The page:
cool the piston broke free and the engine had compression. It started

easy so we continued. It was pretty plain that I could not make it up

the wash on such a tight engine. Our only option was to take roads but

after over an hour of looking and unable to find a route around the

freeway I decided to chance it and take 3 miles of freeway in order to

get out of Barstow.

 

All was going fine driving 25 mph along the side of I15. About ¼ mile

before the off ramp a CHP traveling in the other direction spotted us.

As Luck would have it a center divider prevented him from reaching us.

He blasted off southbound to turn around but we were off the freeway and

down a side road before he could get back.

 

About 6 miles out of Baker the course turned up an uphill sand wash.

Once again the bike was working hard so about every mile I would stop

and let the bike cool down. One time I stopped and, Oh Shit! fuel was

running out in a stream. The sediment bowl had come off and fuel was

running straight to the ground. I turned off the petcock and began the

search. Bikes were passing every few minutes and if one were to run over

the bowl we would be stuck. After about 30 minutes of walking back the

trail, I found the rock colored, grape-sized bowl to the side of the trail.

 

At the next Hard Easy split we decided to take the easy route and by now

Frank was getting much better with the roll chart. About 10 more miles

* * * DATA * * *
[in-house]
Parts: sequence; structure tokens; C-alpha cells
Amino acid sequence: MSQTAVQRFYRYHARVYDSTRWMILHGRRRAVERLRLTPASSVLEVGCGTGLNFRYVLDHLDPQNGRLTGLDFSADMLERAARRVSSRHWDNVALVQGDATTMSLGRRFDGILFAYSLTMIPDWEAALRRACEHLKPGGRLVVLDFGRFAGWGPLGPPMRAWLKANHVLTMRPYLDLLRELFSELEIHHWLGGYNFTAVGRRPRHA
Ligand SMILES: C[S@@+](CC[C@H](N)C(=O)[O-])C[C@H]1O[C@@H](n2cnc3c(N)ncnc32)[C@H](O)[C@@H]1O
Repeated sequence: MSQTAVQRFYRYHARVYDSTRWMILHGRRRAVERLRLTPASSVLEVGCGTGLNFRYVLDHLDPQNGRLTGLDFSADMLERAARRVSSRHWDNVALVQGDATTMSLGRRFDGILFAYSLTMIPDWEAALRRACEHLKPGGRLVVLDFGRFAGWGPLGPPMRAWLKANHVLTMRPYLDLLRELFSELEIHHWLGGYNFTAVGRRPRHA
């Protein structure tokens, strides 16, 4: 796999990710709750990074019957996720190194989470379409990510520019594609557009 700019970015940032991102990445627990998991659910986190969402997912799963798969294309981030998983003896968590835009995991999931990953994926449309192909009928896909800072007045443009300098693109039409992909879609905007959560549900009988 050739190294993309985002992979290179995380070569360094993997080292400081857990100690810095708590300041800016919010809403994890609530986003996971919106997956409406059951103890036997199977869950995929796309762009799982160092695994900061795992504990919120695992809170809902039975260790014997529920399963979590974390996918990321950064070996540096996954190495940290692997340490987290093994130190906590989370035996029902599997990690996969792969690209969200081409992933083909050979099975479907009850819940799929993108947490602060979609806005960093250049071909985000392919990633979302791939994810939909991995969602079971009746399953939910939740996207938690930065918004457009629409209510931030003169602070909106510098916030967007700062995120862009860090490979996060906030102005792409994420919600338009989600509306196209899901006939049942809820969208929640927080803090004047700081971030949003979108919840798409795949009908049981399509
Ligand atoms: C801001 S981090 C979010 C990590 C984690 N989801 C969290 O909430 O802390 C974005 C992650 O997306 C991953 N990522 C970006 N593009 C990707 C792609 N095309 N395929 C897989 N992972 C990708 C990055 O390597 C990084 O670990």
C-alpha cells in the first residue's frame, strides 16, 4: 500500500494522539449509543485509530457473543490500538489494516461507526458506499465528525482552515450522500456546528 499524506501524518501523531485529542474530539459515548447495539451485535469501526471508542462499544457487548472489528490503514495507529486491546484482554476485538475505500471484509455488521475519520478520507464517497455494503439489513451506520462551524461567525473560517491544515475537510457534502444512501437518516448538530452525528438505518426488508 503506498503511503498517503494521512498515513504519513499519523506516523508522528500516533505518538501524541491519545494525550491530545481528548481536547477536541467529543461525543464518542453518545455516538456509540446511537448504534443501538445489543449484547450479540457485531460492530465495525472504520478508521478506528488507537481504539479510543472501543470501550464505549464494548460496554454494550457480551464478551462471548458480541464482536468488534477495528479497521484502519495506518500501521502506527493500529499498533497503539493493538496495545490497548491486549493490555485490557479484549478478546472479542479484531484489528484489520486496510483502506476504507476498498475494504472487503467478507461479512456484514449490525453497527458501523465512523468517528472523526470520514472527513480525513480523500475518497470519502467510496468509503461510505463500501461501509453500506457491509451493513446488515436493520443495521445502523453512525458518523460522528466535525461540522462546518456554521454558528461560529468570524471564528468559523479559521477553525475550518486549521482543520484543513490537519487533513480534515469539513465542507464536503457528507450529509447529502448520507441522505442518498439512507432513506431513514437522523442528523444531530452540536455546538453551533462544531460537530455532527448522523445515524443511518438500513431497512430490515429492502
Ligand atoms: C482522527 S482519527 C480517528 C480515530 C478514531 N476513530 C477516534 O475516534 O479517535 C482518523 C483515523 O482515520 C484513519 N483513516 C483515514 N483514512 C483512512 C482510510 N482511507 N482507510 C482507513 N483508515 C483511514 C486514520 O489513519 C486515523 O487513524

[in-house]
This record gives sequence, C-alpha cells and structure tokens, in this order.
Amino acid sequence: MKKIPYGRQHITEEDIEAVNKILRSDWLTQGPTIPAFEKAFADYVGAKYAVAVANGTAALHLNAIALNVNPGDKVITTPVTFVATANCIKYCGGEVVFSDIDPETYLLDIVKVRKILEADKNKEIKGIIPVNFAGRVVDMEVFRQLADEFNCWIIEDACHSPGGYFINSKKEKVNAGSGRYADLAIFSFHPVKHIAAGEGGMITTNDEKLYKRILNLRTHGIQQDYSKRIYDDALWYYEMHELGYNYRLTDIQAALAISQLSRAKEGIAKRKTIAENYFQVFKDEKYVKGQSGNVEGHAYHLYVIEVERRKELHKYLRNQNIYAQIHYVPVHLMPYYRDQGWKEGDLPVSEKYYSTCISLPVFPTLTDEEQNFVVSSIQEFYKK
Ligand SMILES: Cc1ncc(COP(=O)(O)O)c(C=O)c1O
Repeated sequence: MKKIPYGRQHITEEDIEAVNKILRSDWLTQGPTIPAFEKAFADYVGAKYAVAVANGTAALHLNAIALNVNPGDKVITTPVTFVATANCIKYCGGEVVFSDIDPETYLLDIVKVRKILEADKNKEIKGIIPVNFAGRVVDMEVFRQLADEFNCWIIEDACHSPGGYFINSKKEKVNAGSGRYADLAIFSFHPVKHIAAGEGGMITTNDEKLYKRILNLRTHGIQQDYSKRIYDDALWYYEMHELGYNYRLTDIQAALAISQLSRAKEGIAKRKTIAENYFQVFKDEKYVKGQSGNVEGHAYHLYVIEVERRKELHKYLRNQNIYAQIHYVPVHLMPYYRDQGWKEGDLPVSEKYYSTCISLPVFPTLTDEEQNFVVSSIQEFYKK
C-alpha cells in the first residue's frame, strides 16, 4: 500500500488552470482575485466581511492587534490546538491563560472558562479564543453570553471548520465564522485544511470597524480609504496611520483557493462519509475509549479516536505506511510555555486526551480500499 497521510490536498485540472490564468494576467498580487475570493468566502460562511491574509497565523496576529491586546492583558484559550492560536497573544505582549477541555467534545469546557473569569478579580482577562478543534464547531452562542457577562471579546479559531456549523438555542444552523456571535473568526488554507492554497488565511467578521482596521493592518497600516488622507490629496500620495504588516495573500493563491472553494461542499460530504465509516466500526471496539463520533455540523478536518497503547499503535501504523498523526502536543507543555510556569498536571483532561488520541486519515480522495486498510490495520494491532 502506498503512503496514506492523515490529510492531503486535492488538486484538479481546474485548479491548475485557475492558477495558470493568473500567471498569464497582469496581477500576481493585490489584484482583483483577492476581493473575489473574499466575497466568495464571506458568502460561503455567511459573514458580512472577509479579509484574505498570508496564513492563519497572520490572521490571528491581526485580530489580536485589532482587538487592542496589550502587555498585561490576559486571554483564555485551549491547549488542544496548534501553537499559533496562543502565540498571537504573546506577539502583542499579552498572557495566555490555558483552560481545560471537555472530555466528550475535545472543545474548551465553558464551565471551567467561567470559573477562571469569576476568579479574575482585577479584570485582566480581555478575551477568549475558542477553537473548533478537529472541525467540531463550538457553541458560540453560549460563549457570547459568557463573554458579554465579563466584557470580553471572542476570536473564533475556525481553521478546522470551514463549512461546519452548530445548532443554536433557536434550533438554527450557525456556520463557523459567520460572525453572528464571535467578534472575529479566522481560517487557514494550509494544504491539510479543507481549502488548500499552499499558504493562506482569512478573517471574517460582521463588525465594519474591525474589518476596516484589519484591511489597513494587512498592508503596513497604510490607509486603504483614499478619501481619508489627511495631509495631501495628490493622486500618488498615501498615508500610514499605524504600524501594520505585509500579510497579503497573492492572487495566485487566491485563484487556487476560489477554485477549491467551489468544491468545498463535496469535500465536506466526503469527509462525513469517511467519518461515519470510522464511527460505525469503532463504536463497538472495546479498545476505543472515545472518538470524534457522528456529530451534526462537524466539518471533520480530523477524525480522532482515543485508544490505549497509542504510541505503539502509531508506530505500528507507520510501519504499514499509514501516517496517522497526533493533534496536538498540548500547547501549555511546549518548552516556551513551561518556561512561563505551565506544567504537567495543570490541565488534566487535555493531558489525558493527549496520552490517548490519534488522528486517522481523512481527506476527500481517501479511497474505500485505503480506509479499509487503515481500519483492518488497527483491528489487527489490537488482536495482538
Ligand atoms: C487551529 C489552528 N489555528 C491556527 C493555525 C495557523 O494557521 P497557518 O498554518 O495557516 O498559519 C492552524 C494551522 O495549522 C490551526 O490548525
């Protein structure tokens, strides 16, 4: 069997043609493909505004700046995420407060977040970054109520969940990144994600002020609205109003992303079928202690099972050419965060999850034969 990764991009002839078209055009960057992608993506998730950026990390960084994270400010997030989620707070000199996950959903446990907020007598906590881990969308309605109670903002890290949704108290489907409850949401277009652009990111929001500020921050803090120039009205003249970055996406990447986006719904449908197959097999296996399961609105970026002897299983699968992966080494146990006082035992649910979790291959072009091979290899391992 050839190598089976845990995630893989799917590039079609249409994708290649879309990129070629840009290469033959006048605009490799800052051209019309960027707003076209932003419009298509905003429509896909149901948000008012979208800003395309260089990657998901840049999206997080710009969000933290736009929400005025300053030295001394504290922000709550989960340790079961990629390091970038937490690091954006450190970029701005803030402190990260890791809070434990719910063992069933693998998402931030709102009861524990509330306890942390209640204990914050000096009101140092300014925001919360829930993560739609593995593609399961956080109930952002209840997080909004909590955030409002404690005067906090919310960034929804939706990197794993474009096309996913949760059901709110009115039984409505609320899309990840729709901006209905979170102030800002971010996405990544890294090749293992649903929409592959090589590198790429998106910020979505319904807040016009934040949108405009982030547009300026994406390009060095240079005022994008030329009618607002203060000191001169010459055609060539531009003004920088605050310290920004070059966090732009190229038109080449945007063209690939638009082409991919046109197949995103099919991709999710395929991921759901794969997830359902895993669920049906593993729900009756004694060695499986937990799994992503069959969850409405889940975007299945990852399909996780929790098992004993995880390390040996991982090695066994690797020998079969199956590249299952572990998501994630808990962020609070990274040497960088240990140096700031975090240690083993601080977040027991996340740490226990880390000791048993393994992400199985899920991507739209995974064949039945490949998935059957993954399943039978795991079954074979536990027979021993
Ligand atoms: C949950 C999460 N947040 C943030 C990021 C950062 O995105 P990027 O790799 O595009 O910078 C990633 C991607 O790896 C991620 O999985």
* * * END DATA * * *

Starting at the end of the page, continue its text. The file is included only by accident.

and most of them deep sand the bike started making a new noise. A quick

once-over found the fender bolts were missing. The rear fender was

reattached with a piece of heavy iron wire we found laying next to the

trail. Another good Luck. I had wire for repairs but nothing heavy

enough to hold a fender. The balance of the piece of wire was placed in

the parts “just in case”. I ended up repairing the fender 2 more times

with the wire because every time I came down really hard, the wire would

sheer.

 

We made lunch in Sandy Valley and started on the final leg to Vegas.

About 5 miles after lunch the bike dropped the chain. The master Link

had broken. I installed my spare master link and in a few minutes was

back on the road. The next 40 or so miles were sandy and rocky roads;

however the bike did great. On day 2 I had swapped the rear wheel to one

with a 45 tooth sprocket. I started with a 40 tooth. In addition the new

motor had one less tooth than the original. So now I had a top speed of

30 MPH however I did much better with the hills and sand. At 3:15 in the

afternoon we reached highway 160 and the roll chart indicated after 3 to

take the highway to Las Vegas. A few miles down the highway the bike

started to miss and soon it would not run. After a short maintenance of

the points and replacing the spark plug we were back on the road.

Another 5 miles down the road the engine quit again. This time I ran out

of gas. By Luck again, we were in front of a gas station so I added .5

gal of gas and the proper amount of oil. We pulled into the Hotel

parking lot at about 4:30 just as it was getting dark.

 

What an adventure! I could never have made it without the help and

support of Frank Brewer and my son Geoffrey. We all had a great time but

I feel no hesitation in applying the “Once in a lifetime” label to this

excellent adventure.